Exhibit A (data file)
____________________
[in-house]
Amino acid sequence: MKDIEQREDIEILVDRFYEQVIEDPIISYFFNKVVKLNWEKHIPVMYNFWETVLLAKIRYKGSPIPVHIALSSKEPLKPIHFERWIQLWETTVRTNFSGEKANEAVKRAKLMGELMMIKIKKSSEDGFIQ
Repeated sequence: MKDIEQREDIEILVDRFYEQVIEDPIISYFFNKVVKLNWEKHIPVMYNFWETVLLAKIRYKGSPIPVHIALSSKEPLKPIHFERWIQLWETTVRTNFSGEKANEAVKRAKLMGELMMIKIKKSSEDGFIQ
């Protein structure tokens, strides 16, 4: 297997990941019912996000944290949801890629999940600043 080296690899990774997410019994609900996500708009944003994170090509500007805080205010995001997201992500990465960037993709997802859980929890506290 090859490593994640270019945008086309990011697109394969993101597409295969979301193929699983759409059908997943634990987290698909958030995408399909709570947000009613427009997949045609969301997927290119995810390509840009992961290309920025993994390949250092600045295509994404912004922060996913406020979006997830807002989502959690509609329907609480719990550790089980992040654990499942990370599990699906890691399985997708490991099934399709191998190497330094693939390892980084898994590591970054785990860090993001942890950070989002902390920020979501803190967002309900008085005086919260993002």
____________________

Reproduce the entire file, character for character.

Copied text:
[in-house]
Amino acid sequence: MKDIEQREDIEILVDRFYEQVIEDPIISYFFNKVVKLNWEKHIPVMYNFWETVLLAKIRYKGSPIPVHIALSSKEPLKPIHFERWIQLWETTVRTNFSGEKANEAVKRAKLMGELMMIKIKKSSEDGFIQ
Repeated sequence: MKDIEQREDIEILVDRFYEQVIEDPIISYFFNKVVKLNWEKHIPVMYNFWETVLLAKIRYKGSPIPVHIALSSKEPLKPIHFERWIQLWETTVRTNFSGEKANEAVKRAKLMGELMMIKIKKSSEDGFIQ
């Protein structure tokens, strides 16, 4: 297997990941019912996000944290949801890629999940600043 080296690899990774997410019994609900996500708009944003994170090509500007805080205010995001997201992500990465960037993709997802859980929890506290 090859490593994640270019945008086309990011697109394969993101597409295969979301193929699983759409059908997943634990987290698909958030995408399909709570947000009613427009997949045609969301997927290119995810390509840009992961290309920025993994390949250092600045295509994404912004922060996913406020979006997830807002989502959690509609329907609480719990550790089980992040654990499942990370599990699906890691399985997708490991099934399709191998190497330094693939390892980084898994590591970054785990860090993001942890950070989002902390920020979501803190967002309900008085005086919260993002």